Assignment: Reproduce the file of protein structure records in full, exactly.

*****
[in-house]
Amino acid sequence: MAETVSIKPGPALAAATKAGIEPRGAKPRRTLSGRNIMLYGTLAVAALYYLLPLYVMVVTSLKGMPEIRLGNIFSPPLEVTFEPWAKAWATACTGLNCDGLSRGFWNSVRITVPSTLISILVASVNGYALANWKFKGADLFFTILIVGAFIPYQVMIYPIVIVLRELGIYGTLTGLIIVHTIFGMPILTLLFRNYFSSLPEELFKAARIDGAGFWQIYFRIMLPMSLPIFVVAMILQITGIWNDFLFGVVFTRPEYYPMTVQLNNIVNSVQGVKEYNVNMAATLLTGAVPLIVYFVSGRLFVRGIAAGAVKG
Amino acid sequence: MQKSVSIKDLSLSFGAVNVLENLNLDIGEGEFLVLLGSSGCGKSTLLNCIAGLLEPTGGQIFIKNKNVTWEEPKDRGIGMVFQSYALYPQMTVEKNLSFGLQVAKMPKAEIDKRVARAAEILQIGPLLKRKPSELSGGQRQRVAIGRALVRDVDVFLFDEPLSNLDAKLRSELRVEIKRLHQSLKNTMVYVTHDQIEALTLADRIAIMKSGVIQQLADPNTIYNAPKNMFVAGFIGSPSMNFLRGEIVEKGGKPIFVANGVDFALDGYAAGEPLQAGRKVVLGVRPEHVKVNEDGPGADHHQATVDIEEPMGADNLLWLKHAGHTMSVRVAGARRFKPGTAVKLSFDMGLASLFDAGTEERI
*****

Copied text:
[in-house]
Amino acid sequence: MAETVSIKPGPALAAATKAGIEPRGAKPRRTLSGRNIMLYGTLAVAALYYLLPLYVMVVTSLKGMPEIRLGNIFSPPLEVTFEPWAKAWATACTGLNCDGLSRGFWNSVRITVPSTLISILVASVNGYALANWKFKGADLFFTILIVGAFIPYQVMIYPIVIVLRELGIYGTLTGLIIVHTIFGMPILTLLFRNYFSSLPEELFKAARIDGAGFWQIYFRIMLPMSLPIFVVAMILQITGIWNDFLFGVVFTRPEYYPMTVQLNNIVNSVQGVKEYNVNMAATLLTGAVPLIVYFVSGRLFVRGIAAGAVKG
Amino acid sequence: MQKSVSIKDLSLSFGAVNVLENLNLDIGEGEFLVLLGSSGCGKSTLLNCIAGLLEPTGGQIFIKNKNVTWEEPKDRGIGMVFQSYALYPQMTVEKNLSFGLQVAKMPKAEIDKRVARAAEILQIGPLLKRKPSELSGGQRQRVAIGRALVRDVDVFLFDEPLSNLDAKLRSELRVEIKRLHQSLKNTMVYVTHDQIEALTLADRIAIMKSGVIQQLADPNTIYNAPKNMFVAGFIGSPSMNFLRGEIVEKGGKPIFVANGVDFALDGYAAGEPLQAGRKVVLGVRPEHVKVNEDGPGADHHQATVDIEEPMGADNLLWLKHAGHTMSVRVAGARRFKPGTAVKLSFDMGLASLFDAGTEERI